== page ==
The Spy Next Door

Starring Jackie Chan, Amber Valetta, Billy Ray Cyrus. Directed by Brian Levant.
Rated PG (mild violence). 94 mins.

“Knock, knock, who's there?
Irish stew.
Irish stew who?
Irish stew you in the name of the law.”

Actually, this knock, knock riddle is told twice during the film – and indicates some of the style of humour in this variation on Spy Kids in Jackie Chan land.

There is one thing about Jackie Chan. He is always cheerful. There are actually many things, of course, about Jackie Chan who has been featuring in action films since the 1970s. He is a most agile acrobat which serves him well in the ingeniously choreographed fight scenes and the stunts he does himself. Part martial arts, part balletic moves, part slapstick, his films have been popular and often endearing: the Rush Hour films, Shanghai Noon, Shanghai Knights...

Chan has said that he had to be far more careful than usual in this one because he was working with children and he had to be sure of their safety. He also wanted to have a PG film that would be acceptable to the widest audience. This means that a lot of the fights are in rooms in houses, in a warehouse and in a Chinese restaurant and a lot of furniture and kitchen implements find themselves enlisted to fight the villains (the Russians again!) who are more comic cyphers than international terrorists despite the virus threatening formula they are searching for. They all have those pseudo-Eastern European accents that they display with great gusto.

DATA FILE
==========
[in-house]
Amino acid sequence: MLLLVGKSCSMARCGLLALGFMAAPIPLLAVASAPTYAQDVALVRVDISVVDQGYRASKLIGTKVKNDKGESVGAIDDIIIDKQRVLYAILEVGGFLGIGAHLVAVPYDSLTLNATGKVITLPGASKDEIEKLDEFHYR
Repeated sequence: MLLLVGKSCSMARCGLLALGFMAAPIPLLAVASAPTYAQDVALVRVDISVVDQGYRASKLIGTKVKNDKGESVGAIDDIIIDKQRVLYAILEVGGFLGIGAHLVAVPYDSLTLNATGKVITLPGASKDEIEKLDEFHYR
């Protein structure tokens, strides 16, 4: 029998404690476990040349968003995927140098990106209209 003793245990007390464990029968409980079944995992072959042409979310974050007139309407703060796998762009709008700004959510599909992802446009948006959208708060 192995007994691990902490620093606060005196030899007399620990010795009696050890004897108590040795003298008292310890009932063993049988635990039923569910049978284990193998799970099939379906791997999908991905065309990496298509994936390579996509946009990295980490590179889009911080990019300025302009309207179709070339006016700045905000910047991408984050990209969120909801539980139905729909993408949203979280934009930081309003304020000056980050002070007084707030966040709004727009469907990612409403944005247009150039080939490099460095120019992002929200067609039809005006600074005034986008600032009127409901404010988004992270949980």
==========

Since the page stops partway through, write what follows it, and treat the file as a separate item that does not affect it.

And the plot? Chinese agent, Bob Ho (Chan), seconded to the CIA and working in Albuquerque, New Mexico, which does not seem to be the most dangerous part of the US, lives a quiet suburban life, replete with wearing spectacles to make him seem very serious. He has fallen in love with the mother next door (Amber Valetta) who has three Hollywood-obnoxious and outspoken children. The oldest is beginning teenage moodiness. The boy is more than a touch arrogant. The littlest is, well, five and more cutesy than nasty. Of course, they are going to warm to Bob Ho though they despise him as a loser and try to humiliate him and drive him away from their mother.

When he is unmasked as a genial spy, it gives Jackie Chan to go full steam in action sequences – and, for the kids (on screen and in the audience), they get the opportunity to share many action credits with Jackie. Needless to stay, mother is shocked and wants to give Jackie his marching orders. But... George Lopez is the CIA boss and Billy Ray Cyrus, without Miley, is his assistant.

This is Saturday matinee material that most young kids will enjoy and is a basic entertainment for tolerant adults accompanying the kids.

Roadshow Open March 25

Fr Peter Malone MSC directs the film desk of SIGNIS: the World Association of Catholic Communicators, and is an associate of the Australian Catholic Office for Film & Broadcasting.


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